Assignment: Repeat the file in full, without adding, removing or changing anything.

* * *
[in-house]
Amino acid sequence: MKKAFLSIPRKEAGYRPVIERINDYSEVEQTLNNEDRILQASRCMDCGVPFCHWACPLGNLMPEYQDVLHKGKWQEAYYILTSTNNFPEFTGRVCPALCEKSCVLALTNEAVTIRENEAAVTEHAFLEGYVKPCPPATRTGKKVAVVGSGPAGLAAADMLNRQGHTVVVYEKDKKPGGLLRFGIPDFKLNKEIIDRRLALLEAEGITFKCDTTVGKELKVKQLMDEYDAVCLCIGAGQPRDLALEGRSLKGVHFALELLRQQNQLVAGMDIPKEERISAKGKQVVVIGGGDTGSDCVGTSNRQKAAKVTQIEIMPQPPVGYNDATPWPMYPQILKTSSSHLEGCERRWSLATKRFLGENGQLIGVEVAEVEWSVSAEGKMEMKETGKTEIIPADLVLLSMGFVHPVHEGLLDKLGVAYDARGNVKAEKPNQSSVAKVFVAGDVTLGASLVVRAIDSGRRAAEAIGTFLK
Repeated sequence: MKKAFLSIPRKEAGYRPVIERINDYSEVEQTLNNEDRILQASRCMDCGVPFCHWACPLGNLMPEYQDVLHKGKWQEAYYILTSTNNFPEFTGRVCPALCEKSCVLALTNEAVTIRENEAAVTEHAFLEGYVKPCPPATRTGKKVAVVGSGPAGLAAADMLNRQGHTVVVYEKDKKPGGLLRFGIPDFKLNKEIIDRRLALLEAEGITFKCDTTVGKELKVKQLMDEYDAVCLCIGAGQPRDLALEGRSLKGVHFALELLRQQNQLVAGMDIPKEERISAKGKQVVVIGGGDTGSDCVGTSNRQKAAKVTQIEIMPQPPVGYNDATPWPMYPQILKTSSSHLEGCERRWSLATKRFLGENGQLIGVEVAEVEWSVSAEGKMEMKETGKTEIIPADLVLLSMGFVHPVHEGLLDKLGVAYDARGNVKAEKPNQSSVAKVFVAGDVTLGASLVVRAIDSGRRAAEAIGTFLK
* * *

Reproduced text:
[in-house]
Amino acid sequence: MKKAFLSIPRKEAGYRPVIERINDYSEVEQTLNNEDRILQASRCMDCGVPFCHWACPLGNLMPEYQDVLHKGKWQEAYYILTSTNNFPEFTGRVCPALCEKSCVLALTNEAVTIRENEAAVTEHAFLEGYVKPCPPATRTGKKVAVVGSGPAGLAAADMLNRQGHTVVVYEKDKKPGGLLRFGIPDFKLNKEIIDRRLALLEAEGITFKCDTTVGKELKVKQLMDEYDAVCLCIGAGQPRDLALEGRSLKGVHFALELLRQQNQLVAGMDIPKEERISAKGKQVVVIGGGDTGSDCVGTSNRQKAAKVTQIEIMPQPPVGYNDATPWPMYPQILKTSSSHLEGCERRWSLATKRFLGENGQLIGVEVAEVEWSVSAEGKMEMKETGKTEIIPADLVLLSMGFVHPVHEGLLDKLGVAYDARGNVKAEKPNQSSVAKVFVAGDVTLGASLVVRAIDSGRRAAEAIGTFLK
Repeated sequence: MKKAFLSIPRKEAGYRPVIERINDYSEVEQTLNNEDRILQASRCMDCGVPFCHWACPLGNLMPEYQDVLHKGKWQEAYYILTSTNNFPEFTGRVCPALCEKSCVLALTNEAVTIRENEAAVTEHAFLEGYVKPCPPATRTGKKVAVVGSGPAGLAAADMLNRQGHTVVVYEKDKKPGGLLRFGIPDFKLNKEIIDRRLALLEAEGITFKCDTTVGKELKVKQLMDEYDAVCLCIGAGQPRDLALEGRSLKGVHFALELLRQQNQLVAGMDIPKEERISAKGKQVVVIGGGDTGSDCVGTSNRQKAAKVTQIEIMPQPPVGYNDATPWPMYPQILKTSSSHLEGCERRWSLATKRFLGENGQLIGVEVAEVEWSVSAEGKMEMKETGKTEIIPADLVLLSMGFVHPVHEGLLDKLGVAYDARGNVKAEKPNQSSVAKVFVAGDVTLGASLVVRAIDSGRRAAEAIGTFLK